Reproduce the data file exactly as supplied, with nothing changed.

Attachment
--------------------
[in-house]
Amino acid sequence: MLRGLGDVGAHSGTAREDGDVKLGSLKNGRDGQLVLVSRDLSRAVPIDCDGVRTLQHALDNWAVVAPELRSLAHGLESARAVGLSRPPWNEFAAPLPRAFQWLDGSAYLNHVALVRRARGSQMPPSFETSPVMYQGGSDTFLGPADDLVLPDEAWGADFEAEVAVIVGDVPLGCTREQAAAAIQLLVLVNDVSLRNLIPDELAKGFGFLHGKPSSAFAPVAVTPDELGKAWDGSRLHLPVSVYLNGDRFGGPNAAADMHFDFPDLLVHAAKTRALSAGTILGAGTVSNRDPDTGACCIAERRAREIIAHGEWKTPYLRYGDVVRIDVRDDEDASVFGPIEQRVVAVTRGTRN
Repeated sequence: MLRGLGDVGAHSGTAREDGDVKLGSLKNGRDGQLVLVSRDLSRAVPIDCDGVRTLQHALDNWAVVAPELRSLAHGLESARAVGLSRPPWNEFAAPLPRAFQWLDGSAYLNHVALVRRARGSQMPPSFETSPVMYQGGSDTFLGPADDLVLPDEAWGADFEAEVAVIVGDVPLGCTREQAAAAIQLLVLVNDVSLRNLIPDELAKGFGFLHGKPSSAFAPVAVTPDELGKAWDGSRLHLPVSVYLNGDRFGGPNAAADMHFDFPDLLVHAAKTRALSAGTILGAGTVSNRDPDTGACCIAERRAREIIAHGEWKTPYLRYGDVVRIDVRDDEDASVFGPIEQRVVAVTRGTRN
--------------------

[in-house]
Amino acid sequence: MLRGLGDVGAHSGTAREDGDVKLGSLKNGRDGQLVLVSRDLSRAVPIDCDGVRTLQHALDNWAVVAPELRSLAHGLESARAVGLSRPPWNEFAAPLPRAFQWLDGSAYLNHVALVRRARGSQMPPSFETSPVMYQGGSDTFLGPADDLVLPDEAWGADFEAEVAVIVGDVPLGCTREQAAAAIQLLVLVNDVSLRNLIPDELAKGFGFLHGKPSSAFAPVAVTPDELGKAWDGSRLHLPVSVYLNGDRFGGPNAAADMHFDFPDLLVHAAKTRALSAGTILGAGTVSNRDPDTGACCIAERRAREIIAHGEWKTPYLRYGDVVRIDVRDDEDASVFGPIEQRVVAVTRGTRN
Repeated sequence: MLRGLGDVGAHSGTAREDGDVKLGSLKNGRDGQLVLVSRDLSRAVPIDCDGVRTLQHALDNWAVVAPELRSLAHGLESARAVGLSRPPWNEFAAPLPRAFQWLDGSAYLNHVALVRRARGSQMPPSFETSPVMYQGGSDTFLGPADDLVLPDEAWGADFEAEVAVIVGDVPLGCTREQAAAAIQLLVLVNDVSLRNLIPDELAKGFGFLHGKPSSAFAPVAVTPDELGKAWDGSRLHLPVSVYLNGDRFGGPNAAADMHFDFPDLLVHAAKTRALSAGTILGAGTVSNRDPDTGACCIAERRAREIIAHGEWKTPYLRYGDVVRIDVRDDEDASVFGPIEQRVVAVTRGTRN